3. Books Didn't Bullsh*t The Hard Stuff

Guidance counselors, therapists, parents — they all try so hard to make things better when you lose someone. And as helpful as they can be, the human instinct is to reassure a person in pain that it will go away, that time heals all, and that you’re going to be OK. But when the world feels as if it’s going by two miles per hour and every part of you hurts, that isn’t exactly what you need to hear. What you do need is for someone to tell you the truth of how sucky this is, and that’s exactly what some characters and authors showed me. John Green’s Looking for Alaska accurately summed up how I was feeling when my friend passed away, and every time I read that book, I feel as though I heal a little bit more.

4. Books Showed Me How To Process Emotions In A Healthy Way

Books are excellent at showing characters go through multiple things at once — heartache, excitement, anxiety, inspiration, growth — and it’s all a part of the journey. Books helped me realize me how important it is to focus on each emotions, sort through them, and really try to understand why I’m feeling the way I’m feeling. And that itself is a life lesson worth learning whether you’ve experienced personal loss or not.

5. Books Taught Me That A Short Life Isn't A Bad Life

One of the things I struggled with most as a teen losing a close friend was this worry that she hadn’t been able to live out the amazing life she deserved. It took a few YA books that dealt with death and the loss of young lives that made me realize it doesn’t matter how many years you have get, it matters most in how you lived them.

6. Books Inspired Me To Learn And Grow From Loss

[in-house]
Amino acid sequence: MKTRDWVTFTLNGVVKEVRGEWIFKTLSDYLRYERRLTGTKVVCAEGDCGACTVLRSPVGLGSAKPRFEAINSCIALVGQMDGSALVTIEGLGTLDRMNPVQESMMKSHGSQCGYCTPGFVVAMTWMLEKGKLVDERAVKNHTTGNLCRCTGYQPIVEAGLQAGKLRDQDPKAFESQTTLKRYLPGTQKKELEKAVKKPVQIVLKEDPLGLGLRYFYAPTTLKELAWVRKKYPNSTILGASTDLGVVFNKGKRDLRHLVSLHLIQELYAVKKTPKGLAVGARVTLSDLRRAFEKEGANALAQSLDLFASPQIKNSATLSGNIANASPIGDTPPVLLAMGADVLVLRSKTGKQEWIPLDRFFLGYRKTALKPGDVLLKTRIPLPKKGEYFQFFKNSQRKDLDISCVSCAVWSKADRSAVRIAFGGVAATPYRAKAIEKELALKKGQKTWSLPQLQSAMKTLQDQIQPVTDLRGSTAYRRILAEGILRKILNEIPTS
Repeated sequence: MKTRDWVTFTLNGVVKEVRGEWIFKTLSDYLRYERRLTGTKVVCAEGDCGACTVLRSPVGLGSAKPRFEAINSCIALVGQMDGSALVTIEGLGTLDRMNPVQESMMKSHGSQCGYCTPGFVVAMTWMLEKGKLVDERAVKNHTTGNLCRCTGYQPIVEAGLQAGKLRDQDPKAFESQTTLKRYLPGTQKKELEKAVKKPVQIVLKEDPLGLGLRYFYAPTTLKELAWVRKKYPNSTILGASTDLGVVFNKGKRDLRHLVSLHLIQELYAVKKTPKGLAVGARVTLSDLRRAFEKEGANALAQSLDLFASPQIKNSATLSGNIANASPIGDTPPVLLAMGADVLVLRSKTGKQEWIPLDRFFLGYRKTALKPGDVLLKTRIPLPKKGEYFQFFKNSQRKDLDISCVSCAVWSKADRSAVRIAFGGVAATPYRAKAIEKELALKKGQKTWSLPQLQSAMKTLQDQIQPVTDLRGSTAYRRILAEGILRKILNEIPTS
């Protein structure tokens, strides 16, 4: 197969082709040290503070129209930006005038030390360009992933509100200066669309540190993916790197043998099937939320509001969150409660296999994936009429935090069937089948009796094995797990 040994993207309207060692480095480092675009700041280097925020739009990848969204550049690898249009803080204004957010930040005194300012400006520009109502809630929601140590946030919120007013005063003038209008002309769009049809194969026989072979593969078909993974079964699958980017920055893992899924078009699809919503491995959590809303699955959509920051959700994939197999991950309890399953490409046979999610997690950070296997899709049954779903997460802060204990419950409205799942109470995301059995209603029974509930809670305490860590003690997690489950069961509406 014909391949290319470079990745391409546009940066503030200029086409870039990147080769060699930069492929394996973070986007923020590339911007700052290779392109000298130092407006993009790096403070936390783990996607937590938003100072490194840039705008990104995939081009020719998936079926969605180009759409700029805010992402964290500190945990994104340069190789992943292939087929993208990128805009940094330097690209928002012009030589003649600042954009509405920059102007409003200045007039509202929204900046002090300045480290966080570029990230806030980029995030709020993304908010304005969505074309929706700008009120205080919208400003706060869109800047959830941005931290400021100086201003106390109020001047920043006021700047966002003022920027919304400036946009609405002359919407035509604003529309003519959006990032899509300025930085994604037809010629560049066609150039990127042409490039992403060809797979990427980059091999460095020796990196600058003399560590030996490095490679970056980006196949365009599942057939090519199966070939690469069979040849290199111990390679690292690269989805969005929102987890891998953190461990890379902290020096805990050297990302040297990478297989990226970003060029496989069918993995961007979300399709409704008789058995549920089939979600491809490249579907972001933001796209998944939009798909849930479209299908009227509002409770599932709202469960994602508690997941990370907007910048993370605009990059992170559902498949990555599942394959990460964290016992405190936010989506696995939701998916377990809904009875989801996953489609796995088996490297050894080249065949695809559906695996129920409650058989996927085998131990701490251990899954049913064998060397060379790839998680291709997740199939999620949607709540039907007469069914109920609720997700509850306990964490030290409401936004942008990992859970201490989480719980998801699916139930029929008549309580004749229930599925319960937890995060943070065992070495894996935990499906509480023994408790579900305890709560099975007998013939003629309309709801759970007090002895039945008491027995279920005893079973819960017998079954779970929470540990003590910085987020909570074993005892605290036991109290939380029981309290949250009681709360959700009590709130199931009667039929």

I remember reading certain books like Bridge to Terabithia and seeing how characters would learn lessons from personal loss, and I kept wondering when I would learn these incredible lessons. It wasn’t until I started college that I saw how drastically different I look at life compared to other people due to experiencing loss the way that I did. Books gave me a reason to actively search for good in the world, and ever since, I've been committed to taking time out of every day to stop, look, and find something to smile or be grateful about. Experiencing death takes a different toll on everyone, and while the lessons may not appear right away like they do in books, you will grow and take something positive away.

7. Books Have Never Made Me Feel Bad For Feeling Bad

This is probably the most powerful and important lesson I got out of reading a lot during my stages of grief. When years started to pass but I still felt the pain of each loss just as strongly, if not worse, my friends and family around me didn’t feel as approachable. I started to feel bad for feeling bad, as if there’s something wrong with me and I should just move on already. The thing is, books never told me there was a time limit. They told me it was OK to feel bad, that it was OK to feel happy, that it was OK to move on when it felt right to me, and not move on when it wasn’t. Books empowered me then, and they continue to do so every time I pick one up — and I can't imagine my life without them.